When ratepayers become generators, the utility industry is turned upside-down. A warning to legislators, regulators – and even governors – on what to expect.
Some want a tighter grip on generators, but FERC should steer clear.
The turmoil surrounding the California electricity crisis has prompted calls for the Federal Energy Regulatory Commission (FERC) to reexamine its approach to analyzing market power and granting market-based rate authority to wholesale generators. 1
In a series of dissenting opinions, 2 Commissioner William Massey has waged a campaign against what he calls the agency's "outdated and unreliable" hub-and-spoke analysis 3 for assessing market power.
It is now clear that this issue will become part of the regulatory agenda for the newly reconstituted Commission, because Massey's new colleagues, Chairman Pat Wood, III and Commissioner Nora Mead Brownell, also have expressed interest in this initiative. 4 Yet this debate should not occur in isolation from the commission's global initiatives to promote open-access transmission and competitive markets for wholesale power.
The Larger Agenda
Commissioner Massey would have FERC place the issue at the top of its agenda. 5 But does it merit that level of priority?
In short, the emergency is over. With its mitigation orders, the commission has already acted politically and substantively to address the crisis-real or perceived-in wholesale electric power markets.
Even if we concede that hub-and-spoke has failed, the commission has now imposed temporary market mitigation measures in the regional markets that are most completely restructured and where, not coincidentally, there exists the greatest concern about power producers exercising market power. 6 Also, we can expect to see a significant amount of generating capacity come on line within the next several years in virtually all of these markets. 7 That should make it more difficult for power producers to extract scarcity rents for that last megawatt.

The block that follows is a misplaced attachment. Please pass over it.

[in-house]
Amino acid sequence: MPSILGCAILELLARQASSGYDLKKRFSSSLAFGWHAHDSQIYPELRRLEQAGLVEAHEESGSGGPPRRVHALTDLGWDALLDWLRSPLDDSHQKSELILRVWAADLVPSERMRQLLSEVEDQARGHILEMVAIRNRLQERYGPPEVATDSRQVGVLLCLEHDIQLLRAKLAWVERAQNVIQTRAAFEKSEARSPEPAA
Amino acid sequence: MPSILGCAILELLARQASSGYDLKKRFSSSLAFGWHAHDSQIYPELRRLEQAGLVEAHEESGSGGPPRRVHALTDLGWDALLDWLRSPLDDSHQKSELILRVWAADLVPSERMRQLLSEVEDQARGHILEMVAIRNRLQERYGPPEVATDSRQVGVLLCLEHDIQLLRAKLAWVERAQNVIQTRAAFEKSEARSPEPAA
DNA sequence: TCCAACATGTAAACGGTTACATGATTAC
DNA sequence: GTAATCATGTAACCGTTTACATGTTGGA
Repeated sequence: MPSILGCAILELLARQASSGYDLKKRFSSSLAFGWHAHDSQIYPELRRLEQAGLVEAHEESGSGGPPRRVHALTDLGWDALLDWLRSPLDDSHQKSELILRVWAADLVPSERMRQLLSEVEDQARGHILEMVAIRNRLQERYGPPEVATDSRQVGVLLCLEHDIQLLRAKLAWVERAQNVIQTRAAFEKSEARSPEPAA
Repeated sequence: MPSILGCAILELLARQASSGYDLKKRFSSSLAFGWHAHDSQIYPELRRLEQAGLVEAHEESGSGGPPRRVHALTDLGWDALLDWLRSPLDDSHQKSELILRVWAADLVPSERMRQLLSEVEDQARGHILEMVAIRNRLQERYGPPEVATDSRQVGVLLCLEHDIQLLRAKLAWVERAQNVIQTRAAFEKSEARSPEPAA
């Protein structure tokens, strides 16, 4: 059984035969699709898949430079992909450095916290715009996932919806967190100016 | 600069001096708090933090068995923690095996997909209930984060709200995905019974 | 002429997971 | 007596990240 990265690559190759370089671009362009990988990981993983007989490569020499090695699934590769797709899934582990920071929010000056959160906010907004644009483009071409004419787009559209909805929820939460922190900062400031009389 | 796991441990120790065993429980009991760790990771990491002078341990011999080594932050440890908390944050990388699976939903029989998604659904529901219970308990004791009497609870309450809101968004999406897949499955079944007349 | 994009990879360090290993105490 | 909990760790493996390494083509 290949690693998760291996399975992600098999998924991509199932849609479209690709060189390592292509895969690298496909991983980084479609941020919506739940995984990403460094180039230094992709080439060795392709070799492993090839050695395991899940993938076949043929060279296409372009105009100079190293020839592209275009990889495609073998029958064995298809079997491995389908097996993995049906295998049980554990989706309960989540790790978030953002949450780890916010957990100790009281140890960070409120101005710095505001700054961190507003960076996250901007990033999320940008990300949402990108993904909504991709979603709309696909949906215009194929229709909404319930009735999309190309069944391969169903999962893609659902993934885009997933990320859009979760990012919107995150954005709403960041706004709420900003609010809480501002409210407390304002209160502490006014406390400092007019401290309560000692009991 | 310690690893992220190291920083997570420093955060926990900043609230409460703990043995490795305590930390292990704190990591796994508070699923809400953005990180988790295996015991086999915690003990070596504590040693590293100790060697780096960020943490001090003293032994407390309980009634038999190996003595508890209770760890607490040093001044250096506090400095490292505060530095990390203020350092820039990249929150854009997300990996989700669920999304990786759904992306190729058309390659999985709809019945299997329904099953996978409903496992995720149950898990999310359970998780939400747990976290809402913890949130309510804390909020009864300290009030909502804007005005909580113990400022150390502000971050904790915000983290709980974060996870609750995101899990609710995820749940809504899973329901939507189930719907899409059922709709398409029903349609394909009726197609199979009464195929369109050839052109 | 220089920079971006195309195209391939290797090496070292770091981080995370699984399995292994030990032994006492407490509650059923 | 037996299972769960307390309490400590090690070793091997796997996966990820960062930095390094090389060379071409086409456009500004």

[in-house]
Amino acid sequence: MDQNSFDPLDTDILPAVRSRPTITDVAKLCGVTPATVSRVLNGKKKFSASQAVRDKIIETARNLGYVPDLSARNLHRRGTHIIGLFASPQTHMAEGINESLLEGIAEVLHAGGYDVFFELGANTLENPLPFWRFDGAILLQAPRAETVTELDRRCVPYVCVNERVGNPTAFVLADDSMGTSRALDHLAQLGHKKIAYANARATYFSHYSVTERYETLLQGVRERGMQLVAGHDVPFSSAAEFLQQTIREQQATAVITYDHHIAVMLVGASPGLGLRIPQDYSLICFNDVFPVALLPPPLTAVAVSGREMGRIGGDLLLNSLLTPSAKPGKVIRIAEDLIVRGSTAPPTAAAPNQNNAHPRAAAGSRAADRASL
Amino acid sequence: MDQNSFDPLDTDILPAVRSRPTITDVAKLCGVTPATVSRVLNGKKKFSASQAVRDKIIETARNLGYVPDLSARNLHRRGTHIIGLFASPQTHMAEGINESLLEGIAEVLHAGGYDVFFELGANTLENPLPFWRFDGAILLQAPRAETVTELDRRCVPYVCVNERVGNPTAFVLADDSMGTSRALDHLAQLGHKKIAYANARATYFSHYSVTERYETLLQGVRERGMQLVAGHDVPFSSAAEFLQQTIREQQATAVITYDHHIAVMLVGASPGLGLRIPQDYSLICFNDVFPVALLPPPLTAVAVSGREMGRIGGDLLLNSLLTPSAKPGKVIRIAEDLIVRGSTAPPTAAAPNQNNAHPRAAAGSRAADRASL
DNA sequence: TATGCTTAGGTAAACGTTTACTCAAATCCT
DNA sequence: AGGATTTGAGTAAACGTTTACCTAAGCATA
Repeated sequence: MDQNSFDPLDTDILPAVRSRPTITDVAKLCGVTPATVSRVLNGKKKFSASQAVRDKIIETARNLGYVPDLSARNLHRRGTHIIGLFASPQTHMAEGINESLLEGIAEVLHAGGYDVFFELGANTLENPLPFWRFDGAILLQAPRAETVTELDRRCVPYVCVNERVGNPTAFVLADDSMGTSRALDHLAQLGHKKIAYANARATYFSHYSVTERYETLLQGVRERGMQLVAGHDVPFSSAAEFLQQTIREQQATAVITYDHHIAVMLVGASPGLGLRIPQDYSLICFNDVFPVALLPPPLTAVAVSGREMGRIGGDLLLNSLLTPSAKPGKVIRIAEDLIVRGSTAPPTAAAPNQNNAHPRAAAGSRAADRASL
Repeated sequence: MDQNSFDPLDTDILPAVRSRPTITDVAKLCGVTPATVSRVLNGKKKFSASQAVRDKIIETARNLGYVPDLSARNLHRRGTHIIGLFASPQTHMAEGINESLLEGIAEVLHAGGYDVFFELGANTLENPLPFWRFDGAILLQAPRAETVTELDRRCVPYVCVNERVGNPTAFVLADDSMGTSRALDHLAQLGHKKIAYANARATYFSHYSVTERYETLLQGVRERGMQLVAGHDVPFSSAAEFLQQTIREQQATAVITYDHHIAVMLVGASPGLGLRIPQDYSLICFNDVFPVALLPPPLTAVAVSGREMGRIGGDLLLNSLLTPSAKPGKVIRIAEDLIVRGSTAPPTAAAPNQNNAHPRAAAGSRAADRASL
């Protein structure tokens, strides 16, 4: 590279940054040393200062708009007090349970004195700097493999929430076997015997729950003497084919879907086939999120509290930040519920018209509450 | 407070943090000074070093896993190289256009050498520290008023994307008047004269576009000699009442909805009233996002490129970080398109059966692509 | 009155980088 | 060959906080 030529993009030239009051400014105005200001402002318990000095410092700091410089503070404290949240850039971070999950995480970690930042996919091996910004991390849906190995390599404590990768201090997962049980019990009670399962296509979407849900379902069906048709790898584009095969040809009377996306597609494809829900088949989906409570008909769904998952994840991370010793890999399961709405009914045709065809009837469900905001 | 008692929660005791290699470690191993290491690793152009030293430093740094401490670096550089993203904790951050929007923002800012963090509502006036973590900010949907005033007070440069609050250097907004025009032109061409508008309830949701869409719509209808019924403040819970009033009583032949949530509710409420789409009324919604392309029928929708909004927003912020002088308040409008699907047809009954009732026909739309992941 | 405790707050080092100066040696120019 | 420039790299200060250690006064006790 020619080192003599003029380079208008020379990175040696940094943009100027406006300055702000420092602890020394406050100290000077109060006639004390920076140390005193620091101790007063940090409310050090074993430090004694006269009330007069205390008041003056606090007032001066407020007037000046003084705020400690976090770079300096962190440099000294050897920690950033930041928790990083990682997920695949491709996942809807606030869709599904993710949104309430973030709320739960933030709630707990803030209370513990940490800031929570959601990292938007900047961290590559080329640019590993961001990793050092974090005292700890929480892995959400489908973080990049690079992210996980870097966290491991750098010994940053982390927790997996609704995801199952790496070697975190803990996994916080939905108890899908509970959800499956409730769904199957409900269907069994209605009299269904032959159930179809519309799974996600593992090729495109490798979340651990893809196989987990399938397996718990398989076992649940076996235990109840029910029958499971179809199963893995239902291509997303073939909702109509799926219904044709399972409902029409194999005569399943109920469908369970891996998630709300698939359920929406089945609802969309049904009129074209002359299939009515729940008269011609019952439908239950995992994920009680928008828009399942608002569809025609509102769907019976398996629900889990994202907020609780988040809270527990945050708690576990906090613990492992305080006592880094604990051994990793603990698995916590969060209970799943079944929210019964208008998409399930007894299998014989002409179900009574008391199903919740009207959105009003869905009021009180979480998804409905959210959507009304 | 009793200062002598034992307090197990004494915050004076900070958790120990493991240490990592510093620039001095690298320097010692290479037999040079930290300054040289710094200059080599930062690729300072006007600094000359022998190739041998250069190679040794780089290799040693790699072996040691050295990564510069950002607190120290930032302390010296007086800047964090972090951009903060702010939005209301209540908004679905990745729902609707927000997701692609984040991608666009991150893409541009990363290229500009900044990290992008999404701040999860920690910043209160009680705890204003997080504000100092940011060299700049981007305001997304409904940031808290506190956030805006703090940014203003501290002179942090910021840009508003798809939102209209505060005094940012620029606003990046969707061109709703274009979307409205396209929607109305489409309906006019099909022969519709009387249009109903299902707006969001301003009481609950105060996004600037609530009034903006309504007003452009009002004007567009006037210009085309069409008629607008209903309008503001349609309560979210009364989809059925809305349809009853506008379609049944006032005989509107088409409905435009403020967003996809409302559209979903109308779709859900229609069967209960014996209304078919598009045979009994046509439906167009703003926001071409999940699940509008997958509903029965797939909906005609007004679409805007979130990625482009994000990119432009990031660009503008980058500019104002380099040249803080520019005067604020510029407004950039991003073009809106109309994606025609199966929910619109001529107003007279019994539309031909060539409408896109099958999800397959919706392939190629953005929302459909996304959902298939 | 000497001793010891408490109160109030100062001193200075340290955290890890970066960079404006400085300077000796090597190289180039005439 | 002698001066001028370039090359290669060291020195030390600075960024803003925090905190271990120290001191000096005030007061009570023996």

Instead of immediately building a better mousetrap for screening market power, I suggest that FERC should put market structure atop the agenda. After all, that's one of the principal lessons of the California debacle.
For reasons now known all too well, the California market structure was fatally flawed. That, plus a lack of investment in new generating capacity, caused power prices to skyrocket. Get the market structure right and there will be less of a need for examining whether individual generators possess market power.
Some Want the Merger Screen
The commission's July 11th Sunshine meeting featured a lively discussion of possible alternatives to the hub-and-spoke analysis. In particular, in his comments and in dissenting opinion from in the commission's Sierra Pacific order, Commissioner Massey offered some ideas for revamping the test for market-based rates (MBR). Here are some of the issues that arise in connection with these ideas.
It was recognized that almost any alternative to the hub-and-spoke test (with the possible exception of blanket MBR authority that FERC has granted for natural gas wholesales) will be more complex and resource intensive. That raises practical considerations, since the commission in the past has authorized MBRs some 900 times using the hub-and-spoke test. Even accepting a considerable overlap in terms of multiple authorizations for affiliated entities within the same geographic market, a case-by-case approach would eat up a lot of time and money.